Employers covered by mandatory leave laws (such as family care leave laws -- the Federal FMLA and California’s CFRA) must provide these leaves to eligible employees. Mandatory leave laws require "covered" companies to give time off to eligible employees. But, as the word “covered” suggests, mandatory leave laws do not apply automatically to every company. So, before employers know which leaves they are required to provide to their employees, employers need to know which laws apply to them and to their employees.
Even if companies provide leaves, employees are not entitled to take time off unless they meet the eligibility requirements for each leave. These requirements may include a minimum length of service with a company, having a specified reason for the leave, providing the employer with advance notice, proving a need for the leave, and so on. It gets complicated, believe me.
Usually, employers must put up approved official-looking posters that explain leave rights in sometimes difficult to follow formats. If employers don’t provide mandatory information about mandatory leaves, if they fail to grant appropriate leaves to eligible employees, or if they fail to provide employee benefits associated by law with certain leaves, they may face administrative, civil, and criminal penalties. Besides these penalties, if employers illegally fire or discipline employees who take a leave, these now former employees may sue their former employers for violating their rights. For instance, employers may be sued for wrongful discharge, harassment, retaliation, or discrimination under certain circumstances.
Regulatory agencies may sometimes step in to represent the right of such former employees. It can all get downright nasty.
In answer to your specific question, 6 weeks turning into 8, besides giving employees time off, companies generally must reinstate employees to their former positions after they return from leaves. And, they’re usually prohibited by law from refusing promotions or benefits to (or taking any adverse action against) employees who take a leave.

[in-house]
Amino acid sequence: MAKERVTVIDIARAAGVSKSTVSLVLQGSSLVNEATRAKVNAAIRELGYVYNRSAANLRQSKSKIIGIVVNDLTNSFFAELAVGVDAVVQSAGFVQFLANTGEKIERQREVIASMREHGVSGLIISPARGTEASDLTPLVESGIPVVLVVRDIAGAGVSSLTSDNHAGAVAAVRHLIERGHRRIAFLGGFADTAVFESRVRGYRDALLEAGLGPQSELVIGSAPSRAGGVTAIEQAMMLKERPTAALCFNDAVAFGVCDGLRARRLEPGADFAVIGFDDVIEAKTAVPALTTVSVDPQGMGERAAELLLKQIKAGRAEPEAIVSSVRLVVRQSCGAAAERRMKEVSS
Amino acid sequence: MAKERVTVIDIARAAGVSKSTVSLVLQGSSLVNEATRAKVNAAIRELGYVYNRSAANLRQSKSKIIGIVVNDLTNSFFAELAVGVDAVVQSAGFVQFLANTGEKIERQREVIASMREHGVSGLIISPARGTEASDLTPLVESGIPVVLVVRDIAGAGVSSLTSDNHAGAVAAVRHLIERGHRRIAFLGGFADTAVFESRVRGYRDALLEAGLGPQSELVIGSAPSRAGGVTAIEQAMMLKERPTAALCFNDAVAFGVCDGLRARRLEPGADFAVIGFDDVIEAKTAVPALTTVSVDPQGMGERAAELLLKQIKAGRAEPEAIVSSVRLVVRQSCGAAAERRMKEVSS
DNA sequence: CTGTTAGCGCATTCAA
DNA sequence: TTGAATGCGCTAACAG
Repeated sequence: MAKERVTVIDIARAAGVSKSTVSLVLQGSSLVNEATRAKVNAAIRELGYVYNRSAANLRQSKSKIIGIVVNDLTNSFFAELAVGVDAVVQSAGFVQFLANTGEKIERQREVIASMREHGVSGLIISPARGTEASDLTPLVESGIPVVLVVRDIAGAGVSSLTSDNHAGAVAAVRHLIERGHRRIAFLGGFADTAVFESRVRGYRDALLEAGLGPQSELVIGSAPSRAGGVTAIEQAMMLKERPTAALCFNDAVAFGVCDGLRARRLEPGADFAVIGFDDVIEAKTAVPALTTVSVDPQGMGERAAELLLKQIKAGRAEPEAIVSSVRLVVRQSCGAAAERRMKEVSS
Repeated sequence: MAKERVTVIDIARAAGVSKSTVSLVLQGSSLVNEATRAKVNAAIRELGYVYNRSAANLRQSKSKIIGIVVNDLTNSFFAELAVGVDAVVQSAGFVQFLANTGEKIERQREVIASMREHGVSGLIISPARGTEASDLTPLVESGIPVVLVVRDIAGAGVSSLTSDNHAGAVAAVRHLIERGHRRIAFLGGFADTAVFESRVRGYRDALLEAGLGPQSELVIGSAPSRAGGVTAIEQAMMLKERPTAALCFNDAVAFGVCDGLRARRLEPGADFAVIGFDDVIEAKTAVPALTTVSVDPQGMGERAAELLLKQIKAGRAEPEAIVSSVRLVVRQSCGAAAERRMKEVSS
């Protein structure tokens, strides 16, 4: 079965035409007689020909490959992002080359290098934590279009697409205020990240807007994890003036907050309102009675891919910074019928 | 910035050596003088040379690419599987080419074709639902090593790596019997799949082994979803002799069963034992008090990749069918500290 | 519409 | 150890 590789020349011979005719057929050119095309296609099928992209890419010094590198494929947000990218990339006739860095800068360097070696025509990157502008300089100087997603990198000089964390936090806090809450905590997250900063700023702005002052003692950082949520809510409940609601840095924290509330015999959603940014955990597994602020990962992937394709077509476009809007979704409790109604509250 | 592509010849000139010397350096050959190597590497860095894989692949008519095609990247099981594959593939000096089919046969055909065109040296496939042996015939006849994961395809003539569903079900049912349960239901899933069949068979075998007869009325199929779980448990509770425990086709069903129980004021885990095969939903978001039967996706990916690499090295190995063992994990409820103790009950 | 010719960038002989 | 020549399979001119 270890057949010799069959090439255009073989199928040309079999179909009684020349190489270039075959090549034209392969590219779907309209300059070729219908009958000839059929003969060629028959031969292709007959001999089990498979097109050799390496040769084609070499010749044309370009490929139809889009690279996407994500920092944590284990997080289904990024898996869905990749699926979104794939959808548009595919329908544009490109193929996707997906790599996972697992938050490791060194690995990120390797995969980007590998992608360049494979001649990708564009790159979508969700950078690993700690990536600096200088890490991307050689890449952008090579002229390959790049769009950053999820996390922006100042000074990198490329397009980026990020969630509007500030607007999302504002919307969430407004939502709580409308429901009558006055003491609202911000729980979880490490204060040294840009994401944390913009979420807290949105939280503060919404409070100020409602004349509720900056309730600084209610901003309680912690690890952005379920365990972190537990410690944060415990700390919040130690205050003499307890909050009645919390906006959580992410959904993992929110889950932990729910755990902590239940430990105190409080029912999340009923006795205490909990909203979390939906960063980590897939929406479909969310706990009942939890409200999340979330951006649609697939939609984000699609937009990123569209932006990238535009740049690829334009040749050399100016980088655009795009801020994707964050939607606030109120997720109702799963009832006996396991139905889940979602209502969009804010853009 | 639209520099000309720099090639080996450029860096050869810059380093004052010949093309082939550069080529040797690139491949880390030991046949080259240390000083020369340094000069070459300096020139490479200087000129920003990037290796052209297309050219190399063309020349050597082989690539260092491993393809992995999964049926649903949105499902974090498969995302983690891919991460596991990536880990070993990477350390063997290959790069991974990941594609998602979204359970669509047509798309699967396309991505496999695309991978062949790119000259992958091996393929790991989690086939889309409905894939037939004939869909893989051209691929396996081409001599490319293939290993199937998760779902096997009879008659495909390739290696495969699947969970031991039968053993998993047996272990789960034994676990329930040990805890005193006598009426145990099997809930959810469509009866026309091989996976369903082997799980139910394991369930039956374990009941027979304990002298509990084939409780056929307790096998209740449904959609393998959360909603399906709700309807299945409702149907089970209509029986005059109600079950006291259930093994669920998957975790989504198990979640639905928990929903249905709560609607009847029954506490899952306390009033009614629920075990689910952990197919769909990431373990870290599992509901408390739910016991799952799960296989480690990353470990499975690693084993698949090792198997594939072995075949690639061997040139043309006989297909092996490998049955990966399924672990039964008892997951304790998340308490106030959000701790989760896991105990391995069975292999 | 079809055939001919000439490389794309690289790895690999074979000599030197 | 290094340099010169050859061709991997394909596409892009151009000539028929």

However, that having been said, leave laws do not offer permanent protection from nondiscriminatory employment decisions. Employees who are granted a leave are not insulated. They are not guaranteed job security for life. So, employers may still make legitimate personnel decisions for legitimate business reasons. They aren’t required by law to keep jobs open for employees who are incompetent, whose jobs have been eliminated, or who have violated company rules.
Maybe for the short term it would be prudent to hire a temp, if that works for you. Often the employee who took leave has been trained and is therefore more valuable upon their reasonable return than any new employee would be. I feel your pain, but if we assume that the on-leave employee was good before and will be good upon return, then two more weeks of waiting is a lot better than any alternative.
Hope this helps. This is a complicated area of the law and it is difficult to make any broad sweeping statement…specific facts can change things. The size of the workforce makes certain laws applicable or inapplicable…and different laws sometimes calculate the size of the workforce differently. I obviously have no idea what your specific concern might be regarding this particular employee's eventual return from a leave, -- you may need professional advice that works with your facts to fashion a response that truly fits. Having given you this general overview, I end with this advice -- Beware of general advice in this area.
In addition to the employee's rights under FMLA and CFRA, depending on the reason for the leave the employee may also be entitled to an accommodation under the ADA and/or the Fair Employment and Housing Act. Both laws require employers to provide disabled employees with reasonable accommodations unless to do so would cause an undue hardship. A reasonable accommodation can include a temporary leave of absence. There is no definitive answer as to how much time is "too much" time for a leave of absence. It is highly fact intensive and will depend on a number of factors including the nature of the work, the employee's anticipated time off, and how the leave of absence impacts the company. The company and the employee are required to engage in an interactive process to determine what, if any, accommodations will enable the employee to perform the essential functions of the job.
Before terminating the employee or refusing the leave of absence, speak with an attorney familiar with the medical leave and disability leave laws.
Employment law for businesses Business Criminal charges for harassment Employment Employee benefits Discrimination in the workplace Reasonable accommodation of employees FMLA (Family and Medical Leave Act) and employees Protections against employer retaliation Sick leave and work hours Civil rights Discrimination